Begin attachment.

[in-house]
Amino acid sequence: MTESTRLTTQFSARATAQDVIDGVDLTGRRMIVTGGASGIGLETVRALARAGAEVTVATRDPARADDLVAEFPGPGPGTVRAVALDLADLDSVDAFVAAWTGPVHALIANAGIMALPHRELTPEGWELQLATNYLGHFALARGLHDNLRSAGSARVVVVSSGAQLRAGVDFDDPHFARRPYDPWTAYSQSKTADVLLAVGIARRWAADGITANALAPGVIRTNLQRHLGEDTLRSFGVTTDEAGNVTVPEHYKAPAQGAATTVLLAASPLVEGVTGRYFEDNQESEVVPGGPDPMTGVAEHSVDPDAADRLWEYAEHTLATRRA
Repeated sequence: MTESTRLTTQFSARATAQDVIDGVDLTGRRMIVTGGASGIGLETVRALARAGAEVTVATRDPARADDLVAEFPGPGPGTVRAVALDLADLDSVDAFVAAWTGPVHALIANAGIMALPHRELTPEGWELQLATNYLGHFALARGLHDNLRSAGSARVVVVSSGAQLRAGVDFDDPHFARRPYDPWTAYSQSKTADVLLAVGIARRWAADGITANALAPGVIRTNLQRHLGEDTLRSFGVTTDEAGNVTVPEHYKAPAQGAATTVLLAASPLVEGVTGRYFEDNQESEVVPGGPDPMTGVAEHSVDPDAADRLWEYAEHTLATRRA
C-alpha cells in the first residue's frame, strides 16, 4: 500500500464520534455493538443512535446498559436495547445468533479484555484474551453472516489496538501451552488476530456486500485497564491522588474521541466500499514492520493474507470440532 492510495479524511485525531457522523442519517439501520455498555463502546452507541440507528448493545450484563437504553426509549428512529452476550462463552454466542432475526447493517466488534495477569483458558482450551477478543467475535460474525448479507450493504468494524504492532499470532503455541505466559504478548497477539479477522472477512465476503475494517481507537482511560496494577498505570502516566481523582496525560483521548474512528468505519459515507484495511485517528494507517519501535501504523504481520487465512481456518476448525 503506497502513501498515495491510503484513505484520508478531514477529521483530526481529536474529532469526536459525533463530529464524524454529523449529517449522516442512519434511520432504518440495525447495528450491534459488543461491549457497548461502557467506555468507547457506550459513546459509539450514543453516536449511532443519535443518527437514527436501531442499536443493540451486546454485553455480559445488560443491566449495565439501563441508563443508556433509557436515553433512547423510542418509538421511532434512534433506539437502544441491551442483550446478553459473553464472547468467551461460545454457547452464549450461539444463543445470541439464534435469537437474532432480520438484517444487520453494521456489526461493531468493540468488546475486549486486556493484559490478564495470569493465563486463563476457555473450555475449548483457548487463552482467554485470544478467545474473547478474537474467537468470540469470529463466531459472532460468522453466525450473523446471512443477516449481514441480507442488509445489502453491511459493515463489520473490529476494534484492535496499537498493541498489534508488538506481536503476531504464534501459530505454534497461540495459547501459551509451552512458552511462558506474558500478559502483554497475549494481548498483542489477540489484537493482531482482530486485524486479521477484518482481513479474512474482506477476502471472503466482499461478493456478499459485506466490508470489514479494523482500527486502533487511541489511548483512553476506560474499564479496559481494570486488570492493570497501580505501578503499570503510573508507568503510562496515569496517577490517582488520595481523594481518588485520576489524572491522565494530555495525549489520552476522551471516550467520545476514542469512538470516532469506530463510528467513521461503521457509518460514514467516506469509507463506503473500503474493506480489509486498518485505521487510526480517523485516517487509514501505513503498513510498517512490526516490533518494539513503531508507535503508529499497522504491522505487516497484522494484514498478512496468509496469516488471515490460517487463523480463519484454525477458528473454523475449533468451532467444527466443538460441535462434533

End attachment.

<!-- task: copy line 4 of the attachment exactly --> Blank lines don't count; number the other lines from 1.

C-alpha cells in the first residue's frame, strides 16, 4: 500500500464520534455493538443512535446498559436495547445468533479484555484474551453472516489496538501451552488476530456486500485497564491522588474521541466500499514492520493474507470440532 492510495479524511485525531457522523442519517439501520455498555463502546452507541440507528448493545450484563437504553426509549428512529452476550462463552454466542432475526447493517466488534495477569483458558482450551477478543467475535460474525448479507450493504468494524504492532499470532503455541505466559504478548497477539479477522472477512465476503475494517481507537482511560496494577498505570502516566481523582496525560483521548474512528468505519459515507484495511485517528494507517519501535501504523504481520487465512481456518476448525 503506497502513501498515495491510503484513505484520508478531514477529521483530526481529536474529532469526536459525533463530529464524524454529523449529517449522516442512519434511520432504518440495525447495528450491534459488543461491549457497548461502557467506555468507547457506550459513546459509539450514543453516536449511532443519535443518527437514527436501531442499536443493540451486546454485553455480559445488560443491566449495565439501563441508563443508556433509557436515553433512547423510542418509538421511532434512534433506539437502544441491551442483550446478553459473553464472547468467551461460545454457547452464549450461539444463543445470541439464534435469537437474532432480520438484517444487520453494521456489526461493531468493540468488546475486549486486556493484559490478564495470569493465563486463563476457555473450555475449548483457548487463552482467554485470544478467545474473547478474537474467537468470540469470529463466531459472532460468522453466525450473523446471512443477516449481514441480507442488509445489502453491511459493515463489520473490529476494534484492535496499537498493541498489534508488538506481536503476531504464534501459530505454534497461540495459547501459551509451552512458552511462558506474558500478559502483554497475549494481548498483542489477540489484537493482531482482530486485524486479521477484518482481513479474512474482506477476502471472503466482499461478493456478499459485506466490508470489514479494523482500527486502533487511541489511548483512553476506560474499564479496559481494570486488570492493570497501580505501578503499570503510573508507568503510562496515569496517577490517582488520595481523594481518588485520576489524572491522565494530555495525549489520552476522551471516550467520545476514542469512538470516532469506530463510528467513521461503521457509518460514514467516506469509507463506503473500503474493506480489509486498518485505521487510526480517523485516517487509514501505513503498513510498517512490526516490533518494539513503531508507535503508529499497522504491522505487516497484522494484514498478512496468509496469516488471515490460517487463523480463519484454525477458528473454523475449533468451532467444527466443538460441535462434533